What does progression look like in big mountain freeriding? How about creativity? Is it bringing a new style to old lines, like Tof Henry and Jérémie Heitz? Or is it establishing new lines that have never been skied before? How do you find new lines in mountains that have been skied for hundreds of years?
Seriously steep. Photo: Philippe Lachaud
Paul Bonhomme first popped onto my radar after he and Vivian Bruchez completed the first descent of the Secret Garden (5.4/E4, 650m) on Pointe de Blonniere in early January. Since then, the French mountain guide has been quietly ticking off some of the last unskied lines in the Alps as a part of his 10x Project. The project is simple: open ten new, unskied routes in France, Italy and Switzerland during the 2020/21 ski season. Oh yeah, the lines have to be 500 meters in length, a minimum of 50 degrees, and must be completely human-powered: no lifts, no sleds, no helicopters.
So far, he’s scored seven first descents this season:
– The Secret Garden / Le Jardin Secret (650m, 5.4/E4), Pointe de Blonnière, France
– Spur of the Acrobats / L’éperon des Saltimbanques (1200m, 5.4/E4), North Face of Chaperon, France
– The Secret of Maria / Il Segreto di Maria (1100m, 5.3/E4), Rocca Bianca, Italy
– Tears of Ulysses / Les Larmes d’Ulysse (600m, 5.3/E4) Pelago Northeast Spur, France
– The Cathedral / La Catedral (1600m, 5.5/E4), Rochers du Rochail, France
– Head in the Stars / La Testa tra le Stelle (1000m, 5.3/E4), Tȇte Carrée, Italy
– Pillars of Bagnes / Les Piliers de Bagnes (1200m, 5.4+/E4), Combin de la Tsessette, Switzerland
Each line has required a unique combination of skiing and mountaineering skills. This means touring, glaciers, rappelling, snow, ice, and rock climbing. Secret Garden, for example, required a mix of rock and snow climbing and a 30 meter abseil, while his descent of Head in the Stars (1000m 5.3/E4) came after a monstrous 12-hour, 40-kilometer outing in Val Vény. As Downdays’ resident ski mountaineer, I had to find out more.
I caught up with Paul after his descent of Head in the Stars in March. Since, he scored yet another first-descent: The Pillar of Bagnes / Les piliers de Bagnes (1200m, 5.4+/E4) on the 4000 meter Combin de la Tsessette in Val de Bagnes, Switzerland.
Paul in his element. Photo: Sandra Stavo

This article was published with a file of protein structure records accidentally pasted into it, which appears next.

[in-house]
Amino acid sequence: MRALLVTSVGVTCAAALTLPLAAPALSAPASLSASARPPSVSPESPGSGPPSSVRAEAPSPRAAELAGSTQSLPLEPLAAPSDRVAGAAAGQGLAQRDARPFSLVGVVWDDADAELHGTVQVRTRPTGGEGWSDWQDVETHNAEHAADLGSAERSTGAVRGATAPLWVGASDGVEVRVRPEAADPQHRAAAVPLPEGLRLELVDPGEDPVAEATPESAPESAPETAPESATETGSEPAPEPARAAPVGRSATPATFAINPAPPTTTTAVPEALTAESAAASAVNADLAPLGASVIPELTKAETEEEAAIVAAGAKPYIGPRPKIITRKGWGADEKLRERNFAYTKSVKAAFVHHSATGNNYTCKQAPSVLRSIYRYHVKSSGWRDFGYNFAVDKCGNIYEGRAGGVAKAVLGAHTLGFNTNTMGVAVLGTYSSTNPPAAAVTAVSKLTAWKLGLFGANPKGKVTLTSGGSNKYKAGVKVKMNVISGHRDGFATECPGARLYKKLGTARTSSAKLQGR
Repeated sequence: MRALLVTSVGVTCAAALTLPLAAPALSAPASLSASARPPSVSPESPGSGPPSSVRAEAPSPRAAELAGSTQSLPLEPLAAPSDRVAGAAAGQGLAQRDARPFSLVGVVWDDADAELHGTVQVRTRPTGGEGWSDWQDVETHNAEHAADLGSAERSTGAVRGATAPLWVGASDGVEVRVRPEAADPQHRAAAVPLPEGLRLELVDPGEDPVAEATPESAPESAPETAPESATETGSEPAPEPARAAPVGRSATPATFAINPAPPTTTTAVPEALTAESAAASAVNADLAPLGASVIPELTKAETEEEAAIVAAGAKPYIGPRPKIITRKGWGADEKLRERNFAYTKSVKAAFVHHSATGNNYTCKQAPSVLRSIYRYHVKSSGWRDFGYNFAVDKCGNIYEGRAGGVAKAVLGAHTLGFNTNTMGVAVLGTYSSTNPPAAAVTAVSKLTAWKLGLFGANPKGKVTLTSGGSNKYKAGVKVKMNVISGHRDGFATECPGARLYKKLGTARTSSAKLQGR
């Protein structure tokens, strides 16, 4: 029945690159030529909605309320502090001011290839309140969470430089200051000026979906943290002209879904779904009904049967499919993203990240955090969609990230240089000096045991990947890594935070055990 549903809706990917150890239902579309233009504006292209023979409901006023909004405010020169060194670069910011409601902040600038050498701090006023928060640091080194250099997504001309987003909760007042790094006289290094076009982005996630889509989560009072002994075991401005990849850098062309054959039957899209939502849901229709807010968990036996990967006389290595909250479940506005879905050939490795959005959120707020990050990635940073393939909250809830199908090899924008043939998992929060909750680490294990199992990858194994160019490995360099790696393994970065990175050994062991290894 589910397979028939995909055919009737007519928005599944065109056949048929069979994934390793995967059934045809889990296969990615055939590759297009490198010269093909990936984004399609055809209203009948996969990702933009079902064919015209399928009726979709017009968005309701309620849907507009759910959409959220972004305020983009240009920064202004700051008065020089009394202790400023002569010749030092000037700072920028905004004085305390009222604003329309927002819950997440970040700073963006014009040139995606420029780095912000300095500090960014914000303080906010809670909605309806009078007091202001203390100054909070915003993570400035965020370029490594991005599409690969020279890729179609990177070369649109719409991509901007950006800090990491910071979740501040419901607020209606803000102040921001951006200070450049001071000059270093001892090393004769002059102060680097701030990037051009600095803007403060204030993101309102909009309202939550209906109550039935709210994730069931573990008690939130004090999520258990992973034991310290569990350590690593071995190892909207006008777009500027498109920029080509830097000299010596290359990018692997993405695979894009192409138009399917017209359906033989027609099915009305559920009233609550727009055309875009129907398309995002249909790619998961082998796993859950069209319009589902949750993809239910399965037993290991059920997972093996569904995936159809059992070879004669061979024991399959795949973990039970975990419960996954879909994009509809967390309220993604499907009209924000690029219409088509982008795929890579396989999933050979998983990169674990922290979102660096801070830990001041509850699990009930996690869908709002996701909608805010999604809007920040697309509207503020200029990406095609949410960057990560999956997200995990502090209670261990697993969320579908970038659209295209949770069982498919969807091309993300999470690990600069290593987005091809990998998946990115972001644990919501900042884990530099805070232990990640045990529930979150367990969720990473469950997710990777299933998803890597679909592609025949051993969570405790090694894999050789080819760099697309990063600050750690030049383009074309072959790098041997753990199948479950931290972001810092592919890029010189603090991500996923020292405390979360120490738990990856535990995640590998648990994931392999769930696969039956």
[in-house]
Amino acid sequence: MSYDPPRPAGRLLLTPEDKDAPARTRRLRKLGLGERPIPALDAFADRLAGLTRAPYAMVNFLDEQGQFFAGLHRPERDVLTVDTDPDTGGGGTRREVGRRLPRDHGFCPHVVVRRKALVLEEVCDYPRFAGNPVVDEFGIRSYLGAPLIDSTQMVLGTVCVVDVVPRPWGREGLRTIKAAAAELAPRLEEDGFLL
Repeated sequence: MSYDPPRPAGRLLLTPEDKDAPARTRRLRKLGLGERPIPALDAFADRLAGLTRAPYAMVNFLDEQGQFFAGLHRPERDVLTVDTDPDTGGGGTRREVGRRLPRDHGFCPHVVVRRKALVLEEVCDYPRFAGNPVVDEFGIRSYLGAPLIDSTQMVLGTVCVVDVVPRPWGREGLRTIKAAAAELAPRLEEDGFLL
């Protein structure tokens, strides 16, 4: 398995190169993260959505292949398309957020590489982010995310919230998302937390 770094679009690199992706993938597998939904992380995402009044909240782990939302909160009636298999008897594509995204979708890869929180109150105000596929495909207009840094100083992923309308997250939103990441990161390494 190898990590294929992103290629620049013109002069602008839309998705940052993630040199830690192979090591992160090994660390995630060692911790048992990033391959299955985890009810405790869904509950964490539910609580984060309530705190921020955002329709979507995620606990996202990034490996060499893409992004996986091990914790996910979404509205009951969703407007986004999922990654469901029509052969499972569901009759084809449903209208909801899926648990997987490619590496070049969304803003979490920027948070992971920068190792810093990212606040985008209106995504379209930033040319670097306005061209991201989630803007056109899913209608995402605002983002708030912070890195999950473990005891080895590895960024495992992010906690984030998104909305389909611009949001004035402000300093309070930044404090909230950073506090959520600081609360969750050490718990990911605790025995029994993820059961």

Hey Paul! Recently you ticked off descent number 6, La Testa Tra le Stelle (Head in the Stars) in Val Veny of Val d’Aosta. It took you 12 hours, 40 kilometers of travel, and 2300 meters of vertical relief, completely human powered. Can you tell me a bit about the day?
It was a special day. All the projects, all lines I did were. Every time it’s a new story. This time, last week with Vivian [Bruchez], it was really special because I was expecting a line I found on the Internet. I sent the line to Vivian and he told me, “Yes, it’s a great line, we will go and try it.” At first I wanted to go with tents and make a bivouac at the bottom of the line, then do the line the next day. Vivian told me he couldn’t do it in two days, so we tried it in one day. We talked about taking a snow machine for 10 kilometers in Val Veny, but with the goal of the 10x Project, the ethical line was no engines, no cable cars, no such things. I told Vivian we are going to do it all with the skis. We left early in the morning, I think 3:30am, and we made it. We made the 10 first kilometers, then 10 more on the upper side of the glacier to get to the bottom of the line.
When we arrived, we checked the initial line I’d expected to do, and it was totally dry on the upper side; it was only rocks. With Vivian, we talked about doing other things on the right or on the left. We saw a little line in the sun, and it was a “no way” line: from the bottom we couldn’t see if it went to the summit or not. We thought, “No matter, we will try, we will see. It’s a good day, beautiful weather, and even if it doesn’t go to the summit, it will be a beautiful line to ski.” So we went there, and found that the line went to the summit.
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It was really the spirit I want to valorize on my project. It’s really adventurous: you go there, you don’t know if it’s possible or not, and you just adapt yourself to the mountains and conditions. That way, every line really is a new adventure, a new experience. I’m never sure of what I’m going to find there.
For the line last week with Vivian, we had a 60-meter rope, we had some friends [cams], some pitons, and we didn’t use anything. But you never know if you have to use it or not. Just the preparation is an adventure.